Is Alcoholism Genetic?
Nature vs Nurture & Alcohol Addiction
Is alcoholism a product of a person's upbringing or genetic? Is it possible that the larger culture in which a person is reared is as much to blame as individual home variables? Some may believe it's a silly inquiry, while others are inquisitive as to why they or someone they care about is affected by this sickness. The topic becomes particularly significant as a loved one seeks to recover from an addiction such as alcoholism. Genetic problems are frequently passed down through several generations.
Problems regarding the nurturing of a person's environment tend to be easier to deal with. It is possible to change one's ways of thinking and doing. On the other side, our genetic code is unalterable.
The nature vs. nurture debate applies to a wide range of behavioral issues beyond excessive alcohol intake, and it is never easy to resolve. Science, on the other hand, can offer some light on the topic of what "causes" someone to become an alcoholic.
Can a Person Be Genetically Predisposed to Alcoholism?
Genetics appears to have a role in addiction, according to research. However, there isn't a single "alcoholism gene" that leads an individual to develop an alcohol use problem. Rather, like many other complex behavioral patterns, a 2019 research of over a million people's DNA discovered that "over 400 places in the genome and at least 566 polymorphisms within these areas" impact a person's alcohol consumption. While scientists have yet to fully understand how the alcoholic predisposition is passed down down the generations, there is ample evidence that genetics play a role in alcohol addiction.
According to the University of Rochester Medical Center, having a parent or other close relative with a drinking problem increases a person's chances of developing an alcohol use disorder by 400%.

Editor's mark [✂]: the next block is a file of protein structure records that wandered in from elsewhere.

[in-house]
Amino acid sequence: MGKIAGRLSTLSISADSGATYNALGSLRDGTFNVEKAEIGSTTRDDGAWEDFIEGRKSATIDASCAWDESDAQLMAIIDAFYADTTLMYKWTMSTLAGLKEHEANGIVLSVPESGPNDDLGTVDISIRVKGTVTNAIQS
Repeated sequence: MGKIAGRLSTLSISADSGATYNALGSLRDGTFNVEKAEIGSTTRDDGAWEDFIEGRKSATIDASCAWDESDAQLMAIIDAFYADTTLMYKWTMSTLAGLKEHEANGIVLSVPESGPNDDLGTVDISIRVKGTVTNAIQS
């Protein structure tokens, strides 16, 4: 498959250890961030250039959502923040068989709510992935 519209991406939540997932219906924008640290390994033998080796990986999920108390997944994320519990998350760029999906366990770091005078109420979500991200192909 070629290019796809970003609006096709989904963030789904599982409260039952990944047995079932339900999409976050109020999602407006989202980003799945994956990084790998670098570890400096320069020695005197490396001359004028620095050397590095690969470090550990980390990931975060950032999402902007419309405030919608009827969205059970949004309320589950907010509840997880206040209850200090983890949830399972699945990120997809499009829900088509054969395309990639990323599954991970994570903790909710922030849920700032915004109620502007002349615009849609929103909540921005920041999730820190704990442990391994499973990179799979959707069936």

Related reading: Overdose Rates Rising in Black Communities
Environmental Factors that Influence Alcoholism
Twin studies are one approach for researchers to distinguish between genetic and environmental influences. Identical twins are genetically indistinguishable from one another, thus when they are separated at birth due to adoption or other forms of intervention, it is possible to examine how the environment in which each kid was nurtured influenced whether they were similar or unlike to their parents. According to these research, genetic variables account for 45 percent to 65 percent of an individual's proclivity to develop alcoholism. A person's probability of having a drinking problem is influenced by a variety of environmental variables, including:
- How a person is brought up
- What a person's social circle looks like
- The amount of stress in a person's life
- How readily available is alcohol to a person?
- The age at which a person begins to consume alcohol
Avoiding Familial Alcohol Use Disorder
Take the following steps to assist you prevent having an alcohol problem if you feel you are at risk:
- Don't begin drinking when you're still young. You have a higher likelihood of becoming an alcoholic if you begin drinking at a young age. This is attributable to sociocultural as well as genetic factors.
- Drink in moderation as an adult. Even moderate drinking should be undertaken with caution, since it can be difficult to keep up with. Better yet, completely refrain from alcohol consumption.
- Take care of your mental health. Self-medicating with alcohol is a common practice among people who are worried, nervous, or depressed. Consult your doctor if you're worried or depressed.
Seeking Alcohol Treatment
Don't wait to seek treatment if you or someone you care about has a drinking problem. Individualized substance abuse treatments are available via All In Solutions to help people with alcoholism and alcohol use disorder get clean and start their recovery. Please contact the facility if you have any questions regarding alcoholism or would want to learn more about All In Solutions' treatment programs. One of their knowledgeable drug and alcohol admissions coordinators is ready to chat with you 24 hours a day, 7 days a week.